Professors Reflect on 2009-10 U.S. Supreme Court Term

The U.S. Supreme Court continued its recent conservative trend during the past term, Professor A. E. Dick Howard said Wednesday during the annual Supreme Court Roundup.

A.E. Dick HowardHoward summarized the 2009-10 term before a packed Caplin Pavilion during the event, which is sponsored by the Student Legal Forum. Professors Barbara Armacost, Leslie Kendrick and Thomas Nachbar also discussed prominent cases from the past term.

“First, I think it is fair to say there’s been a distinct shift to the right,” Howard said. “It hasn’t been monolithic, but somewhat ad hoc. But it’s surely clear that [Justice Samuel] Alito taking the place of [former Justice Sandra Day] O’Connor matters.”

Howard also sees a strong correlation “between the political party of the appointing president and the ideological direction of a particular judge’s decisions.”

“It used to be thought that the court was full of surprises,” he said. Justices Harry Blackmun, John Paul Stephens and David Souter often defied ideological expectations. “I think that behavior, by and large, by the present court is going to be much more predictable than had been the case in the past.”

Howard described the current Supreme Court as an activist court. “We associate activism with liberalism because back in the Warren and Berger days, it was the liberal justices who by and large were doing the overruling or overturning,” he said. “But now that conservatives are more in control, they are the ones who are using those same techniques.”

The Supreme Court has increasingly become the court of Chief Justice John Roberts, Howard said. In the most recent term, Roberts was among the majority 92 percent of the time. Howard said the past term, at least in part, “justifies the conventional view of the court as being four conservatives, four moderate liberals, and Justice [Anthony] Kennedy in the middle.”

Because there were big cases decided along ideological lines by a 5-4 vote, Kennedy remains “in the catbird seat,” Howard said.

“What we’re seeing is the fruits of a conservative agenda that started very much in the Reagan administration, with the Reagan justice department, for which by the way, Roberts and Alito worked as young lawyers,” he said. “However, I would add that if one then surveyed the term more generally, I think the record would be a bit more mixed than that easy categorization might suggest.”

Professor Armacost discussed two criminal procedural cases: Berghuis v. Thompkins and Graham v. Florida.

The first centered on whether a suspect has to invoke his or her Miranda rights to be afforded their protection, Armacost said.

“In Berghuis, the Roberts’ Court has followed the Rehnquist Court in making it easier for police to obtain confessions,” Armacost said. “The Roberts’ Court has continued this trend of chipping away at the safe harbor.”

In a 5-4 decision, the court ruled that suspects must invoke their rights to enjoy their protection. Furthermore, any conversation among suspects and police constitutes a waiver of Miranda rights, she said.

“The invocation ‘safe harbor,’ I’m calling it, is the heart of the Miranda protection,” Armacost said. “If police can badger suspects into waiving after they’ve invoked their rights, then the right to silence and an attorney mean nothing.”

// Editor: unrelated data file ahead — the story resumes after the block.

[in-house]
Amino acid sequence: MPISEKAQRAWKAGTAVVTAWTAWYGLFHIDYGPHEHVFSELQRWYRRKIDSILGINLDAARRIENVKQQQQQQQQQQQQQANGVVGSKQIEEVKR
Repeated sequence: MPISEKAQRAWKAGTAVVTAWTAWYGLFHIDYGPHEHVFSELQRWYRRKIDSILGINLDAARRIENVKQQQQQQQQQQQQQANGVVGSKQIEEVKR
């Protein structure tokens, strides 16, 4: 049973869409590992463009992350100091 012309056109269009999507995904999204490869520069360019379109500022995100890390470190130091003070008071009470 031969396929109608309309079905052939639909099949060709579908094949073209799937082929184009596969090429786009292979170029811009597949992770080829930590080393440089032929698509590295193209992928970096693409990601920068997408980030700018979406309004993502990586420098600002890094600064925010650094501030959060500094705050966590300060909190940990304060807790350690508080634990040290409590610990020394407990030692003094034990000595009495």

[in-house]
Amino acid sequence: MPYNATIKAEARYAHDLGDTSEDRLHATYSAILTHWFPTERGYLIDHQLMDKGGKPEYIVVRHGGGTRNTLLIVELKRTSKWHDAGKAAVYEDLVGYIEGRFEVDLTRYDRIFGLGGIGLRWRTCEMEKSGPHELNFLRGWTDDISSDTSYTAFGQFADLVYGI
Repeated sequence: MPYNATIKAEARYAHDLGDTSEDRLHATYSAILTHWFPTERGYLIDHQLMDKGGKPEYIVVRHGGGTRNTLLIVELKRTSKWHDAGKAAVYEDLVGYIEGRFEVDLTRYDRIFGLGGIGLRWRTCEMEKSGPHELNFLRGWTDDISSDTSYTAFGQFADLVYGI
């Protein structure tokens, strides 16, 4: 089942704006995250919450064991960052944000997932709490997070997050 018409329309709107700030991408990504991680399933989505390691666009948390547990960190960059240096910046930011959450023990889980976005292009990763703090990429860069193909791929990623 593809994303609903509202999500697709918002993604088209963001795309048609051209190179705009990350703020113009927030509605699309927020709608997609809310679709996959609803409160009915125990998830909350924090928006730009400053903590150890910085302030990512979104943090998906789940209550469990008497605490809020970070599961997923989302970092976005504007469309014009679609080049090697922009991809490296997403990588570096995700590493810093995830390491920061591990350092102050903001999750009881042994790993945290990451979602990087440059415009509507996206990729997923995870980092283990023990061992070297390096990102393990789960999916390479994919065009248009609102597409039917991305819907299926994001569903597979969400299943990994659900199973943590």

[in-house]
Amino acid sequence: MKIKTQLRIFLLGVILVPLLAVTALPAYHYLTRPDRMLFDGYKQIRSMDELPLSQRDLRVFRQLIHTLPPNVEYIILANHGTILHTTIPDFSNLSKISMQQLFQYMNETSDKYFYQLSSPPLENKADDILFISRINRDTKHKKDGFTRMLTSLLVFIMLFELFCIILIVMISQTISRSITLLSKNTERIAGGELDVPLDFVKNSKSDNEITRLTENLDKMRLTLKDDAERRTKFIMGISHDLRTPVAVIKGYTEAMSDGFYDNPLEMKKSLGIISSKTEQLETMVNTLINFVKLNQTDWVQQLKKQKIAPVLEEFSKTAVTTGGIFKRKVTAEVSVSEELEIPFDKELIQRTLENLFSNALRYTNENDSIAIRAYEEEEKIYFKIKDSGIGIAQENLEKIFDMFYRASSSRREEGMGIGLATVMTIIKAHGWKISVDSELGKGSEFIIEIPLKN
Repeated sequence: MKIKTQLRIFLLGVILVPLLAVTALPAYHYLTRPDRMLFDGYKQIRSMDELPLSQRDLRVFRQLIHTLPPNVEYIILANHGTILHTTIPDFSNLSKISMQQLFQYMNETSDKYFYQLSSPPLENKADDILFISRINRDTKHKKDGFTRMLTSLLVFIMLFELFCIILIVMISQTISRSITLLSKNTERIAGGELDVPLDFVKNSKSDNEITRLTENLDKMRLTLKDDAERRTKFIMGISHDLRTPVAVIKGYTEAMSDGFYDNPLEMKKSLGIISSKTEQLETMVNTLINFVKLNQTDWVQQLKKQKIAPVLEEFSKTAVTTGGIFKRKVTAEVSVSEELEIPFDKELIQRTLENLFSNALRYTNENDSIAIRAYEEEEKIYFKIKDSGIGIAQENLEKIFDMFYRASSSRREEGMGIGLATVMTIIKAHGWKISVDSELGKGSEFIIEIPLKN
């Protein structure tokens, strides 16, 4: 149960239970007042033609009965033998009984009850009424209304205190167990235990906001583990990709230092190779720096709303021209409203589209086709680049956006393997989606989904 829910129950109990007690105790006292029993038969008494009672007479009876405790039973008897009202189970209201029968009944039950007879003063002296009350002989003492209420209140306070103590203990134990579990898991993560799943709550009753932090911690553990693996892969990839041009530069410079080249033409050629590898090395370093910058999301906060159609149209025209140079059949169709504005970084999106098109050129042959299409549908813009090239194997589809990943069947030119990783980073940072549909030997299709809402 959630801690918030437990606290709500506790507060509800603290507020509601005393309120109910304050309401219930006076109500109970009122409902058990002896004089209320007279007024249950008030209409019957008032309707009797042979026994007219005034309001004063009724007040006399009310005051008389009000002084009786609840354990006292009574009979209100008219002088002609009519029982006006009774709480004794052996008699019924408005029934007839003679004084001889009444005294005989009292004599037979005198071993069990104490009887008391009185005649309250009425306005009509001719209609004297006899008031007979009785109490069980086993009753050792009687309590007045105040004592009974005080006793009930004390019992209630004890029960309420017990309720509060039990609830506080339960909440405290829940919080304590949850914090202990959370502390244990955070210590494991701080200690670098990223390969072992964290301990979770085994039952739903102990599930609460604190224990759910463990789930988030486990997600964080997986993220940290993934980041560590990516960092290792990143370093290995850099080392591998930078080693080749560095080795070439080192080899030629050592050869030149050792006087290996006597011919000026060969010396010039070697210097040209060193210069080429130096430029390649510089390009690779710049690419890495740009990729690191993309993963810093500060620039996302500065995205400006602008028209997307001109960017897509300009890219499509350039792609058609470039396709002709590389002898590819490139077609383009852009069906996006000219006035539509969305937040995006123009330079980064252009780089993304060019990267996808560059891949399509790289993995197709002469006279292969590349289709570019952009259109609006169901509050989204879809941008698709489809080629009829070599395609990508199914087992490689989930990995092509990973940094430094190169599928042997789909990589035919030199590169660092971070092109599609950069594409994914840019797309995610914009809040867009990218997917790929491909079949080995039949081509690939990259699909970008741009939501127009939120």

In Graham v. Florida, the court considered whether sentencing a juvenile to a life in prison without parole for a non-homicide offense constitutes cruel and unusual punishment. By a 6-3 vote, the court ruled that such a sentence violates the Eighth Amendment’s doctrine against cruel and unusual punishment.

“The case does invite new arguments that will undoubtedly lead to more litigation,” Armacost said. Attorneys for juvenile offenders and the mentally ill or mentally retarded might argue that other rules preclude certain sentences from being applied to their clients, she said.

Professor Leslie Kendrick discussed Citizens United v. Federal Election Commission, in which the court wrestled with the legality of limits on corporate campaign spending.

One result of the court’s ruling was the “intergovernmental throwdown at the State of the Union address,” when President Barack Obama chided the court for its decision, Kendrick said.  

The court’s decision struck down bans on corporate campaign spending such as those found in the 2002 Bipartisan Campaign Reform Act sponsored by Sen. John McCain and Sen. Russell Feingold.

The decision could also lead to new legal questions in areas such as campaign spending by foreign corporations and direct corporate contributions to candidates, Kendrick said.

“In the future we might see a lot more campaign finance [litigation],” Kendrick said. “This might only be the beginning.”

Professor Thomas Nachbar discussed cases dealing with business issues, in particular Skilling v. United States.

Former Enron CEO Jeffrey Skilling had been convicted of fraud for failing to disclose Enron’s financial distress while still receiving his salary and benefits.

The majority decision ruled that the vague fraud statutes used to convict Skilling were designed to criminalize “bribery and kickbacks.”

Skilling confounds attempts to classify the court and members of the court as liberal or conservative,” Nachbar said, as justices of different perceived ideologies joined together for the majority decision.

Founded in 1819, the University of Virginia School of Law is the second-oldest continuously operating law school in the nation. Consistently ranked among the top law schools, Virginia is a world-renowned training ground for distinguished lawyers and public servants, instilling in them a commitment to leadership, integrity and community service.